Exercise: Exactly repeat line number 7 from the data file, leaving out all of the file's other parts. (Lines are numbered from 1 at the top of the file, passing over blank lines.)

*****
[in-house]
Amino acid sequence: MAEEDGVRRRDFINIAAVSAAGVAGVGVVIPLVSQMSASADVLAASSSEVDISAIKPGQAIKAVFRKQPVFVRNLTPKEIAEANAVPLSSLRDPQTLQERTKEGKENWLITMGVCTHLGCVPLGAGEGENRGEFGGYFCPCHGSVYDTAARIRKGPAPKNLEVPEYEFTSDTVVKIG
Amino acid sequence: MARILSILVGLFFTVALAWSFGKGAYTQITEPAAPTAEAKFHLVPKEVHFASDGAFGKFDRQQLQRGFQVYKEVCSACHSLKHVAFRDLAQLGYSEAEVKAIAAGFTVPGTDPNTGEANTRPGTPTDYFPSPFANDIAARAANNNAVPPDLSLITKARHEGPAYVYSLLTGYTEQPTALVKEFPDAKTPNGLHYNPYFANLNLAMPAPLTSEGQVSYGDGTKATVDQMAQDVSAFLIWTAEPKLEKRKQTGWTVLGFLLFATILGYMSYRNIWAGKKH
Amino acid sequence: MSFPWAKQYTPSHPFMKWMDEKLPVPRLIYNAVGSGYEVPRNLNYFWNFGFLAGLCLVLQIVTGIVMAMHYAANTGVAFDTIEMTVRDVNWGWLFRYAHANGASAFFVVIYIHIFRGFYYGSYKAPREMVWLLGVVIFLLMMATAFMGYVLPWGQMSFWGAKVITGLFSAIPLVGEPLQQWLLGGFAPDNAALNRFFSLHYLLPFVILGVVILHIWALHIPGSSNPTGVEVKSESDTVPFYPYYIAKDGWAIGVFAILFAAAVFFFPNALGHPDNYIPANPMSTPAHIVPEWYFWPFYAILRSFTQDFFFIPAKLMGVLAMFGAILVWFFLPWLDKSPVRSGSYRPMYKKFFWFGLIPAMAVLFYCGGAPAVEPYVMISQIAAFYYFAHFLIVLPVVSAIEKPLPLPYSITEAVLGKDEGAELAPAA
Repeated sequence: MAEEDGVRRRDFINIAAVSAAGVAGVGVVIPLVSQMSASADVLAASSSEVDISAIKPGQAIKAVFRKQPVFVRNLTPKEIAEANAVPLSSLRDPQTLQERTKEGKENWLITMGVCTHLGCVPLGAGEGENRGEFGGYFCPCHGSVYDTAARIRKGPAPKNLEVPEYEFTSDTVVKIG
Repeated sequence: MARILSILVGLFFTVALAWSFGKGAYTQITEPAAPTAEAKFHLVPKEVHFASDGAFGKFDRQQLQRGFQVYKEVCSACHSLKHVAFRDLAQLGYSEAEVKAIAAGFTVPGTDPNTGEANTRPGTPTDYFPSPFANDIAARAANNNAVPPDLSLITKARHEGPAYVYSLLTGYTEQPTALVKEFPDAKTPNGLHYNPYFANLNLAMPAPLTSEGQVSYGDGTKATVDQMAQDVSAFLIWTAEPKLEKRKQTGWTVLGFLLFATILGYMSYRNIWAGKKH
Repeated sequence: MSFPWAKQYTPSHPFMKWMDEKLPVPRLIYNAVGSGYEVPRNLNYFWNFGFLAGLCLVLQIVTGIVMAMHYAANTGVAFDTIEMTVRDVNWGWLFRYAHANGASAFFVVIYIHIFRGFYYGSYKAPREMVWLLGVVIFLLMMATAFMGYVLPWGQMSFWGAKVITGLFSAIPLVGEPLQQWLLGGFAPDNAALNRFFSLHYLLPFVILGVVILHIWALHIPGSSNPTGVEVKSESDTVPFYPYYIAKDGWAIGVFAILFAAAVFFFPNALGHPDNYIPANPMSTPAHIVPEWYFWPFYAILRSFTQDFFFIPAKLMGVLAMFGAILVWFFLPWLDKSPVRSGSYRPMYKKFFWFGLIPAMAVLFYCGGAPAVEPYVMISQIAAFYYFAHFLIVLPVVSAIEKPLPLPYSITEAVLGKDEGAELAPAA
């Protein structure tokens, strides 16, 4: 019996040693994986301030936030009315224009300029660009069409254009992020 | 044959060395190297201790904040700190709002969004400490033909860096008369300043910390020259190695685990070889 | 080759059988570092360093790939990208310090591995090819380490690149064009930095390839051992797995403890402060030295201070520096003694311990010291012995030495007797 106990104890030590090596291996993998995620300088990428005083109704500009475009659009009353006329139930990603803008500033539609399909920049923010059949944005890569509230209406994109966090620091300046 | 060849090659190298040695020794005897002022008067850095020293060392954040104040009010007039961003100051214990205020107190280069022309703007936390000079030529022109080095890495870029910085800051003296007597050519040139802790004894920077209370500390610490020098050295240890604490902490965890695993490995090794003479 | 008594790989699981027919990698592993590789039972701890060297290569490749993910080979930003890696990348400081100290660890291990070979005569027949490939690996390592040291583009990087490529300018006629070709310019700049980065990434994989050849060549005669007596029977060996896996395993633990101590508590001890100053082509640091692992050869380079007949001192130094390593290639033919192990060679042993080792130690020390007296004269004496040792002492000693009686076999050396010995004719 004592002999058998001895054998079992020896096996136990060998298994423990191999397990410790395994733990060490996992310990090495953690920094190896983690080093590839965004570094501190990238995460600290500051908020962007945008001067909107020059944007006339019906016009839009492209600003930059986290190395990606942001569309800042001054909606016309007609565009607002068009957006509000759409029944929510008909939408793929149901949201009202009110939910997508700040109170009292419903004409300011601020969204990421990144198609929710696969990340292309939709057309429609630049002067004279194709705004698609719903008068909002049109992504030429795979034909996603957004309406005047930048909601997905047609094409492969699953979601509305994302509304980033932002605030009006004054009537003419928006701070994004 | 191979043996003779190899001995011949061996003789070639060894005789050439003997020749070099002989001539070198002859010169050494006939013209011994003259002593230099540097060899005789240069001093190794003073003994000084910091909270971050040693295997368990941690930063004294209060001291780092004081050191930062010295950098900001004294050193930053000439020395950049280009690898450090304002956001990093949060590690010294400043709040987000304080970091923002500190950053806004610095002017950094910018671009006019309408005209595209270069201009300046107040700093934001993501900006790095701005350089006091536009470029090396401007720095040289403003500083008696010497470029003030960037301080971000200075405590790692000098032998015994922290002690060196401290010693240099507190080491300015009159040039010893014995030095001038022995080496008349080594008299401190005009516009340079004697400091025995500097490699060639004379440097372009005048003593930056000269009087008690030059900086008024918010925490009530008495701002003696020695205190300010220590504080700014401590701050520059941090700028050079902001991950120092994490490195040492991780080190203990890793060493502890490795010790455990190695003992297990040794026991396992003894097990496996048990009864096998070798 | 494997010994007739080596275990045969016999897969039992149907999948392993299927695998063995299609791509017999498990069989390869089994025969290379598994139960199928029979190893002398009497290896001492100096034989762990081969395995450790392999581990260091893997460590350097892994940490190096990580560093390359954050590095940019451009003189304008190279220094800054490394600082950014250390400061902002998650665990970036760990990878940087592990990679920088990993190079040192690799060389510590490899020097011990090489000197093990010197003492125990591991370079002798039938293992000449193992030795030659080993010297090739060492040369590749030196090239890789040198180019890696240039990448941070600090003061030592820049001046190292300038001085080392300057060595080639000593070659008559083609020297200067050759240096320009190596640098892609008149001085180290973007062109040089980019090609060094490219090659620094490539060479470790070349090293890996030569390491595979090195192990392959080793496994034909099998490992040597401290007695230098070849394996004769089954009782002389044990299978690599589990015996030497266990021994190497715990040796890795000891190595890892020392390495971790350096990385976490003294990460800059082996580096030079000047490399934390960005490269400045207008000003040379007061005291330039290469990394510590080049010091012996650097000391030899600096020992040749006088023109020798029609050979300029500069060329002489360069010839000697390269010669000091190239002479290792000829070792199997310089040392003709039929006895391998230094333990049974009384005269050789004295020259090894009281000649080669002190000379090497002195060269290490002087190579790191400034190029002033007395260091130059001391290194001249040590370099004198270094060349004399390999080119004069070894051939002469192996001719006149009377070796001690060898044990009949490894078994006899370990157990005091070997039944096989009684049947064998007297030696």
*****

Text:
Repeated sequence: MSFPWAKQYTPSHPFMKWMDEKLPVPRLIYNAVGSGYEVPRNLNYFWNFGFLAGLCLVLQIVTGIVMAMHYAANTGVAFDTIEMTVRDVNWGWLFRYAHANGASAFFVVIYIHIFRGFYYGSYKAPREMVWLLGVVIFLLMMATAFMGYVLPWGQMSFWGAKVITGLFSAIPLVGEPLQQWLLGGFAPDNAALNRFFSLHYLLPFVILGVVILHIWALHIPGSSNPTGVEVKSESDTVPFYPYYIAKDGWAIGVFAILFAAAVFFFPNALGHPDNYIPANPMSTPAHIVPEWYFWPFYAILRSFTQDFFFIPAKLMGVLAMFGAILVWFFLPWLDKSPVRSGSYRPMYKKFFWFGLIPAMAVLFYCGGAPAVEPYVMISQIAAFYYFAHFLIVLPVVSAIEKPLPLPYSITEAVLGKDEGAELAPAA